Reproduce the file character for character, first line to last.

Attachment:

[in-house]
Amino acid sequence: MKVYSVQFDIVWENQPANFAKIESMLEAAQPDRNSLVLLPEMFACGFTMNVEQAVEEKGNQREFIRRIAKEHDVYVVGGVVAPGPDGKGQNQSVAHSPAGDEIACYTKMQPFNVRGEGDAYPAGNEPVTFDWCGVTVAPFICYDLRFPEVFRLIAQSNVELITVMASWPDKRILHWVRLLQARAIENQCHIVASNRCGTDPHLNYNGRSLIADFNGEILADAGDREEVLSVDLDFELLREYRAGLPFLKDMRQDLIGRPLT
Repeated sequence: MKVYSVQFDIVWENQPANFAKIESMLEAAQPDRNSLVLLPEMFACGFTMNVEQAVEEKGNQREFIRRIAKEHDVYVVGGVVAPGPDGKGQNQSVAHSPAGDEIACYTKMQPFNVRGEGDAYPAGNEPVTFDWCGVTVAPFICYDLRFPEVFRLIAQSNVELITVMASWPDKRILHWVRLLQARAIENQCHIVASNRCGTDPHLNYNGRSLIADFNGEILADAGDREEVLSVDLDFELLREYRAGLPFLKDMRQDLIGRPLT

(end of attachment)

[in-house]
Amino acid sequence: MKVYSVQFDIVWENQPANFAKIESMLEAAQPDRNSLVLLPEMFACGFTMNVEQAVEEKGNQREFIRRIAKEHDVYVVGGVVAPGPDGKGQNQSVAHSPAGDEIACYTKMQPFNVRGEGDAYPAGNEPVTFDWCGVTVAPFICYDLRFPEVFRLIAQSNVELITVMASWPDKRILHWVRLLQARAIENQCHIVASNRCGTDPHLNYNGRSLIADFNGEILADAGDREEVLSVDLDFELLREYRAGLPFLKDMRQDLIGRPLT
Repeated sequence: MKVYSVQFDIVWENQPANFAKIESMLEAAQPDRNSLVLLPEMFACGFTMNVEQAVEEKGNQREFIRRIAKEHDVYVVGGVVAPGPDGKGQNQSVAHSPAGDEIACYTKMQPFNVRGEGDAYPAGNEPVTFDWCGVTVAPFICYDLRFPEVFRLIAQSNVELITVMASWPDKRILHWVRLLQARAIENQCHIVASNRCGTDPHLNYNGRSLIADFNGEILADAGDREEVLSVDLDFELLREYRAGLPFLKDMRQDLIGRPLT